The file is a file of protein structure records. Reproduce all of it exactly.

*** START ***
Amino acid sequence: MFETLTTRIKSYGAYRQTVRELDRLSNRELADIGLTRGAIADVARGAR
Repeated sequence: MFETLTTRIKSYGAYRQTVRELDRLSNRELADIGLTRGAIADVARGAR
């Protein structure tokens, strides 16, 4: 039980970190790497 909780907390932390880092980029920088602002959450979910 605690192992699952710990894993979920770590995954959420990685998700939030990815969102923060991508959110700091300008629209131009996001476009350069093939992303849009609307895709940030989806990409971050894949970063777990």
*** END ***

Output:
Amino acid sequence: MFETLTTRIKSYGAYRQTVRELDRLSNRELADIGLTRGAIADVARGAR
Repeated sequence: MFETLTTRIKSYGAYRQTVRELDRLSNRELADIGLTRGAIADVARGAR
């Protein structure tokens, strides 16, 4: 039980970190790497 909780907390932390880092980029920088602002959450979910 605690192992699952710990894993979920770590995954959420990685998700939030990815969102923060991508959110700091300008629209131009996001476009350069093939992303849009609307895709940030989806990409971050894949970063777990």